The key to creating a successful bird garden is attracting native species. Native plants are like Mom’s homemade cooking; they produce seeds and berries that birds recognize. Across North America, more than 150 different species rely on nectar from native plants for food and nutrition. Native plants also offer the most benefits to birds. Here are some of the best options for attracting birds to your garden. They are both beautiful and productive. But, which plants are best for birds?

A good idea is to choose plants native to your area. Native plants are adapted to grow in your area, so you should be able to find one that will thrive in your climate. If you aren’t sure which plants to choose, consult a database or contact your local Audubon Society. These plants are usually labeled as full-sun, partial shade, and hybrids. You should try to choose plants that can provide nutrition during the different seasons.

For the best results, visit natural areas near your house. Study what plants are commonly found there and take notes on the species you see. Include native species in your bird garden, too, so that birds can enjoy it as much as possible. Birds need shelter from predators and the elements. Adding plant-based food sources and bird feeders can help provide these. The benefits are many! And it is easy and affordable to create a beautiful bird garden in your own backyard!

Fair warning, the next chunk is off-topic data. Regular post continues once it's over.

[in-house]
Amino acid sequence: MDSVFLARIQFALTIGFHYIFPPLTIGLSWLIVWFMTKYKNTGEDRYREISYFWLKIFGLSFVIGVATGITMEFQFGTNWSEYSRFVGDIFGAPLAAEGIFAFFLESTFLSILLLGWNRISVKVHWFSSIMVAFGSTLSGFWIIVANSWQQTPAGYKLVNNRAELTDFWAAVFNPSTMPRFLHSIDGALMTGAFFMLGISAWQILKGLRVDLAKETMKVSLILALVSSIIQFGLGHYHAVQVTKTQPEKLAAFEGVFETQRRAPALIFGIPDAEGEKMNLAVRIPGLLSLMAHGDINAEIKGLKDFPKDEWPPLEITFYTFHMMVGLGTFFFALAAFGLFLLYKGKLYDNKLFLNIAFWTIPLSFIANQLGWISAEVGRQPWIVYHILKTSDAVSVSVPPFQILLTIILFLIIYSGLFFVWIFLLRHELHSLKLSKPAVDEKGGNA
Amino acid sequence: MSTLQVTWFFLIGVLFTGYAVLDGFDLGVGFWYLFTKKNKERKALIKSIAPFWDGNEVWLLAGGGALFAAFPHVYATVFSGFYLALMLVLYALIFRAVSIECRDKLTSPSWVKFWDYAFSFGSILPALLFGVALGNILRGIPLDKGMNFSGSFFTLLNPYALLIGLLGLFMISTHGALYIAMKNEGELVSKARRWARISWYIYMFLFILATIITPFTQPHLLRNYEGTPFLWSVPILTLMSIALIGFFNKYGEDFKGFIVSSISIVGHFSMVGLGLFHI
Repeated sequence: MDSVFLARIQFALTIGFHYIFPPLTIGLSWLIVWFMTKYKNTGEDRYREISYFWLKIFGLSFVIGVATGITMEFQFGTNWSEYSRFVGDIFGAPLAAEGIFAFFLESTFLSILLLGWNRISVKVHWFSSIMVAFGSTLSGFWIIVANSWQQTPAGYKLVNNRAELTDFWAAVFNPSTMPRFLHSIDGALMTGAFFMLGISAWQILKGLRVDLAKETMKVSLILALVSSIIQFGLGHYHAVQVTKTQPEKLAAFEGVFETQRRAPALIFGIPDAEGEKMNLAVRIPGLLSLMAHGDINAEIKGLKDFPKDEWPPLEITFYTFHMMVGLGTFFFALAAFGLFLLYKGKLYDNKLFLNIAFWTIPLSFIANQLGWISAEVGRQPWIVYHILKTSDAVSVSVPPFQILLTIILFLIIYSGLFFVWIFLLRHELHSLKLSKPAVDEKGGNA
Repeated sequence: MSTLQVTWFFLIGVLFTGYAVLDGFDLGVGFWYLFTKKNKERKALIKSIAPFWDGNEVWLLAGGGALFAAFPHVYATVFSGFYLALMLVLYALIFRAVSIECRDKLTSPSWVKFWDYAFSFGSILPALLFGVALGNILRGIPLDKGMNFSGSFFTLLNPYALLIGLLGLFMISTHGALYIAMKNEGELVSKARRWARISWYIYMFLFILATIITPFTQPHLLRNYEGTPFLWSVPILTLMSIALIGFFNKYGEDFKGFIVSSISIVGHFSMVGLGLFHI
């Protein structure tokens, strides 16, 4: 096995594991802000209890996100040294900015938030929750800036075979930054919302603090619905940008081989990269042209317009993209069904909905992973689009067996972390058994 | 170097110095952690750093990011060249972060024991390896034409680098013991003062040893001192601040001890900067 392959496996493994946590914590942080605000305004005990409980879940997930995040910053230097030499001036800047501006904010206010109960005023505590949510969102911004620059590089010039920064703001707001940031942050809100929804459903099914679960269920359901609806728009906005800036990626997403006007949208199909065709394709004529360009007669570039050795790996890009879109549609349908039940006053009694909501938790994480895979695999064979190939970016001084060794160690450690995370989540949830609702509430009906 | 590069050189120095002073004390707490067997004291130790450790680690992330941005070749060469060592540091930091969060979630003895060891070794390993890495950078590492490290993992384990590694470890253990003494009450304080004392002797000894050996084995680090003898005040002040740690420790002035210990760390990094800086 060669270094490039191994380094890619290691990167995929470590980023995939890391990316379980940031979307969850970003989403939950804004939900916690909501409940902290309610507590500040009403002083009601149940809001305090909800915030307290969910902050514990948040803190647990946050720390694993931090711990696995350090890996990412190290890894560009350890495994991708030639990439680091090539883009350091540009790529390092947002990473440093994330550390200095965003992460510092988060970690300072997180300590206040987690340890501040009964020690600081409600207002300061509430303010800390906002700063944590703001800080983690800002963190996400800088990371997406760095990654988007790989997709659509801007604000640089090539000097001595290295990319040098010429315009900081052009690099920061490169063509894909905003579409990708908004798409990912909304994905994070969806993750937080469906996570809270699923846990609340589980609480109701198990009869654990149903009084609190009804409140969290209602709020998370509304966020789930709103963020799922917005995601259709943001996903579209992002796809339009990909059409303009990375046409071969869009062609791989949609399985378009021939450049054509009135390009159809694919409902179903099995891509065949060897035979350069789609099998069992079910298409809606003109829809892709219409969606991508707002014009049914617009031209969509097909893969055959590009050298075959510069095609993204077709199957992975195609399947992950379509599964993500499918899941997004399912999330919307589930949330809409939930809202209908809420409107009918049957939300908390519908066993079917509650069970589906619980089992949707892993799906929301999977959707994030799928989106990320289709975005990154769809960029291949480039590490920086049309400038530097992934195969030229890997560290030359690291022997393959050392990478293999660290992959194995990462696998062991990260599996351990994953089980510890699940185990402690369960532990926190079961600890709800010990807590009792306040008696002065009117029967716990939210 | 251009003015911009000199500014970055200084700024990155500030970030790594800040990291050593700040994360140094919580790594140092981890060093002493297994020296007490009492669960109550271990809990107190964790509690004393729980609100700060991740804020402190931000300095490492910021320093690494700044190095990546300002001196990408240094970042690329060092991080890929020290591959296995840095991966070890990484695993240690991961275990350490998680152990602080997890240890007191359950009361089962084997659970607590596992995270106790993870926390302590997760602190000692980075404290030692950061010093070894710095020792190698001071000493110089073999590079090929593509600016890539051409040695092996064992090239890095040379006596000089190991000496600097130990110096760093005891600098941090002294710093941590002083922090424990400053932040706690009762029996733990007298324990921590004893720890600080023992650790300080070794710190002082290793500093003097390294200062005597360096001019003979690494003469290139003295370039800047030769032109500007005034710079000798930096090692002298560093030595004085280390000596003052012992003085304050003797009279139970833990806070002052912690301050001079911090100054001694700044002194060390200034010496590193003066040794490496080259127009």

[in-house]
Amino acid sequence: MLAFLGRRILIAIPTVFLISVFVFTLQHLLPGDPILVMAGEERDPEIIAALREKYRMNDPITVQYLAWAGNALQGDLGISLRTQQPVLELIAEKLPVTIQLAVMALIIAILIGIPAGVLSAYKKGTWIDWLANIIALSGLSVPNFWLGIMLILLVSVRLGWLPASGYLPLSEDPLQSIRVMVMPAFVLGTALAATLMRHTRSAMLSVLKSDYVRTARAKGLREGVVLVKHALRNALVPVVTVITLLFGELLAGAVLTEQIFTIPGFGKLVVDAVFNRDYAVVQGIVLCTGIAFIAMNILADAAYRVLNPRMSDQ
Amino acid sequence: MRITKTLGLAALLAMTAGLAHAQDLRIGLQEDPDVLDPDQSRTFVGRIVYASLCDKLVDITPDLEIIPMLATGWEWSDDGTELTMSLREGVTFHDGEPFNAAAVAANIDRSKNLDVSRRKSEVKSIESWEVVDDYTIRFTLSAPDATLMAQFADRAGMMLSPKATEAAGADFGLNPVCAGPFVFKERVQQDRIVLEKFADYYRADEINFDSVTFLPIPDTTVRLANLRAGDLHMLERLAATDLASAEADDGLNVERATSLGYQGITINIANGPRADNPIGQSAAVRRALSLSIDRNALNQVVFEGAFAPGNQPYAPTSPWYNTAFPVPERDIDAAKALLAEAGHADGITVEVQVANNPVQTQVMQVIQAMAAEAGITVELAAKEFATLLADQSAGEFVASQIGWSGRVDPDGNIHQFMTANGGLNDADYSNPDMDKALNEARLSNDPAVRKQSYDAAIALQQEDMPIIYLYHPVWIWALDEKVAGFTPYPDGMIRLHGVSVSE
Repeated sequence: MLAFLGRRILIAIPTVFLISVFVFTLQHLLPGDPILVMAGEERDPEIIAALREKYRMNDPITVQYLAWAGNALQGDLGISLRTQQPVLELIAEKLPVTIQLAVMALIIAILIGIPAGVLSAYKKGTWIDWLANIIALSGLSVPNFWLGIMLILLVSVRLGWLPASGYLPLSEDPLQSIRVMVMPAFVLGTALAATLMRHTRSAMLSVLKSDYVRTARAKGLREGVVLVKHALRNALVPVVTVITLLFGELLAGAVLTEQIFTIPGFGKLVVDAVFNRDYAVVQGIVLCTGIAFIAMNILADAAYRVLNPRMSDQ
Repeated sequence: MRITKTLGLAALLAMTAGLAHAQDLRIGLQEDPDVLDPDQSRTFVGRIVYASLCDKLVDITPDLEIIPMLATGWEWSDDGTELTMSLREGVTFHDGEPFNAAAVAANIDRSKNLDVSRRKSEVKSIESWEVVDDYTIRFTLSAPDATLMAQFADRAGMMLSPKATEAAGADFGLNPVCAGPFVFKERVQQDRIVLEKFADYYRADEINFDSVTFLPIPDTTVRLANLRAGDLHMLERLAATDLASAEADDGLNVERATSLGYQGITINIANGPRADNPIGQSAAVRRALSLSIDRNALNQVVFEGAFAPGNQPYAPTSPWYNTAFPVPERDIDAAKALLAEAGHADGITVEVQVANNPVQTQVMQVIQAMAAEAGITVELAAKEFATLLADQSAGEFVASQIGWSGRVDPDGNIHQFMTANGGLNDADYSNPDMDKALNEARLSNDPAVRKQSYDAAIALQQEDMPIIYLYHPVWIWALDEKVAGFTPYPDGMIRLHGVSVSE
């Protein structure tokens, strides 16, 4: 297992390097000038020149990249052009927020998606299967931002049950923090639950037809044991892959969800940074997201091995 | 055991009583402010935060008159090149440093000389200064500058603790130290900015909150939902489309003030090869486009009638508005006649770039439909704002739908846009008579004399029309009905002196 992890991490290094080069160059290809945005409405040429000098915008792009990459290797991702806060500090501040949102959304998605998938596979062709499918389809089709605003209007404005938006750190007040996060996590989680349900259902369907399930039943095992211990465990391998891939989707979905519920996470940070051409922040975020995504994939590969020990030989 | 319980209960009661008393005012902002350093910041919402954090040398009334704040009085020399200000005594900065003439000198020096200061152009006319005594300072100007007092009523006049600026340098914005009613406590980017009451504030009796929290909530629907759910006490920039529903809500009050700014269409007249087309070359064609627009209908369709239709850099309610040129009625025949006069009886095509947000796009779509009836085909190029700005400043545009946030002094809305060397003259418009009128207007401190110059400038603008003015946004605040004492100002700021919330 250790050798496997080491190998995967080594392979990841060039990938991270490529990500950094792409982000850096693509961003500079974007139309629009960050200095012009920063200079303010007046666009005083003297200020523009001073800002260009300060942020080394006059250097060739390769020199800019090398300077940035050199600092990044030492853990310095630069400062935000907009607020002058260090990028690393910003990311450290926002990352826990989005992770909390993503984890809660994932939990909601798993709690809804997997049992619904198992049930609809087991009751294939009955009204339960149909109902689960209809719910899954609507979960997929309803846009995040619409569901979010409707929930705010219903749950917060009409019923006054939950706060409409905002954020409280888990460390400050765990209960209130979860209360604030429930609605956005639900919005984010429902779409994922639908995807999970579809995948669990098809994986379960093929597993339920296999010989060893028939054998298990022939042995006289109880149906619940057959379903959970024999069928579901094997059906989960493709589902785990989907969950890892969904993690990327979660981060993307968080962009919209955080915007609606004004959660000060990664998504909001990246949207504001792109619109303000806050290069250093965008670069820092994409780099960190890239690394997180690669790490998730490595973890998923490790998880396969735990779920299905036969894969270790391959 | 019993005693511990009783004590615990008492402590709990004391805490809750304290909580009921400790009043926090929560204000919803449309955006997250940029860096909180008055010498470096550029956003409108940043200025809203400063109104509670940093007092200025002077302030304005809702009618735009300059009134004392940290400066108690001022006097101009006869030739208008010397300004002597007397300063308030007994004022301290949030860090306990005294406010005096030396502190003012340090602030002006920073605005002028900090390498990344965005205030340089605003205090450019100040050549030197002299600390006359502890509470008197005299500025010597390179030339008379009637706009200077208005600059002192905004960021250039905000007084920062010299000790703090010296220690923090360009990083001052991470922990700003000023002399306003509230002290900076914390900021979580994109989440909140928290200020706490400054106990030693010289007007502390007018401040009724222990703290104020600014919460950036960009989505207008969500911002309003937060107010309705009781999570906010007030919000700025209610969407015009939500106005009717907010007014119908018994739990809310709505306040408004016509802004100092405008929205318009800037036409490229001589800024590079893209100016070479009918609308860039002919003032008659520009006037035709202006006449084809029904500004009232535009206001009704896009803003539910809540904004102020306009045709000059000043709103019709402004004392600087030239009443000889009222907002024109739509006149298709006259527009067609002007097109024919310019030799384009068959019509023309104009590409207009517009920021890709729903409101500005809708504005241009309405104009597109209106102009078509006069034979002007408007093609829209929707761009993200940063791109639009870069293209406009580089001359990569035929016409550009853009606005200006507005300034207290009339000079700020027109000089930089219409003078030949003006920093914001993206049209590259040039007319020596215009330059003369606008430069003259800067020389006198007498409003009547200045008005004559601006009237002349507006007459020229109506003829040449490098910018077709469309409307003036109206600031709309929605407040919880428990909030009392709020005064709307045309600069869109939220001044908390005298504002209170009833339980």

Choosing native plants is the first step toward creating a bird-friendly yard. Consider planting some native species of flowers that attract birds. Asters, for example, are named after the ancient Greek word for star. Their colorful flowers and seed heads attract many different kinds of songbirds. Then, add some bird-friendly shrubs or trees to create a natural habitat for birds. You may also want to add a small birdbath and feeders.

Another important thing to keep in mind is the weather. Even in winter, birds need water to drink and bathe. You can either build a small pond in your yard or purchase birdbaths from garden centers. Or, simply place a large shallow dish in your garden where they can enjoy a drink. It is important to remember that winter can be brutal, so you need to plan ahead for it. You can even add a solar-powered birdbath for the winter.

When planning your bird garden, remember to keep in mind that some species of plants need a different climate to thrive. A shady area with a view of the garden and a feeder can increase the odds of attracting more species. The key to a successful bird garden is careful selection of plants and shrubs. You may be surprised by what you discover. So, don’t forget to take advantage of all these benefits! The more plants and trees you choose to plant in your yard, the more birds you will attract.

If you want to attract birds to your garden, you must plant plants that attract insects and pollinators. Most birds in your area rely on insects to feed their young. Baby birds aren’t interested in seed and prefer soft insects like caterpillars. Plants such as American plum, oak, and black cherry attract hundreds of caterpillars to baby birds. Not only are these insects good for birds, but they also provide important nutrition to pollinators and other insects that birds need.

By Edward